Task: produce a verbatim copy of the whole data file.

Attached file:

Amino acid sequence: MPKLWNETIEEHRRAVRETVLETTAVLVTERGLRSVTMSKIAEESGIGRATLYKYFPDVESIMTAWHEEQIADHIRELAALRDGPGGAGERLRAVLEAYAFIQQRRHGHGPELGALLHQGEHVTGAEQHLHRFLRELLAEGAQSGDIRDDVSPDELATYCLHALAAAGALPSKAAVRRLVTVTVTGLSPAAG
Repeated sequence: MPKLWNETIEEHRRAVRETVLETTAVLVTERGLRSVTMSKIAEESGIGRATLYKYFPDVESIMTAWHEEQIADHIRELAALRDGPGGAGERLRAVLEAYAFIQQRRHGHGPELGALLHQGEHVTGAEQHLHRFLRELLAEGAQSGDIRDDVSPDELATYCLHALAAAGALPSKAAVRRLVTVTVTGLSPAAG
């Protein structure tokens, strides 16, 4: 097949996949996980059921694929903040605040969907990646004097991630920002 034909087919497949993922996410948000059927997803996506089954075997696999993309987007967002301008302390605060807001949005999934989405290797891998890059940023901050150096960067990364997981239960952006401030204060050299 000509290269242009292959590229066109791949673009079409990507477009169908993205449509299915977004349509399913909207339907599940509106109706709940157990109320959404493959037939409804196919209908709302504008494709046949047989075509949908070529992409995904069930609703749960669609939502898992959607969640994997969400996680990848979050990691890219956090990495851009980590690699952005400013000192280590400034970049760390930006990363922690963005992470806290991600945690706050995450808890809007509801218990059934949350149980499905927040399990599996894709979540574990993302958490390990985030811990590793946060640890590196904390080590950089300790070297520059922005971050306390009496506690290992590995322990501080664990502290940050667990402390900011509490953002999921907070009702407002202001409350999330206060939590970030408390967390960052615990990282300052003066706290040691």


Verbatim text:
Amino acid sequence: MPKLWNETIEEHRRAVRETVLETTAVLVTERGLRSVTMSKIAEESGIGRATLYKYFPDVESIMTAWHEEQIADHIRELAALRDGPGGAGERLRAVLEAYAFIQQRRHGHGPELGALLHQGEHVTGAEQHLHRFLRELLAEGAQSGDIRDDVSPDELATYCLHALAAAGALPSKAAVRRLVTVTVTGLSPAAG
Repeated sequence: MPKLWNETIEEHRRAVRETVLETTAVLVTERGLRSVTMSKIAEESGIGRATLYKYFPDVESIMTAWHEEQIADHIRELAALRDGPGGAGERLRAVLEAYAFIQQRRHGHGPELGALLHQGEHVTGAEQHLHRFLRELLAEGAQSGDIRDDVSPDELATYCLHALAAAGALPSKAAVRRLVTVTVTGLSPAAG
């Protein structure tokens, strides 16, 4: 097949996949996980059921694929903040605040969907990646004097991630920002 034909087919497949993922996410948000059927997803996506089954075997696999993309987007967002301008302390605060807001949005999934989405290797891998890059940023901050150096960067990364997981239960952006401030204060050299 000509290269242009292959590229066109791949673009079409990507477009169908993205449509299915977004349509399913909207339907599940509106109706709940157990109320959404493959037939409804196919209908709302504008494709046949047989075509949908070529992409995904069930609703749960669609939502898992959607969640994997969400996680990848979050990691890219956090990495851009980590690699952005400013000192280590400034970049760390930006990363922690963005992470806290991600945690706050995450808890809007509801218990059934949350149980499905927040399990599996894709979540574990993302958490390990985030811990590793946060640890590196904390080590950089300790070297520059922005971050306390009496506690290992590995322990501080664990502290940050667990402390900011509490953002999921907070009702407002202001409350999330206060939590970030408390967390960052615990990282300052003066706290040691």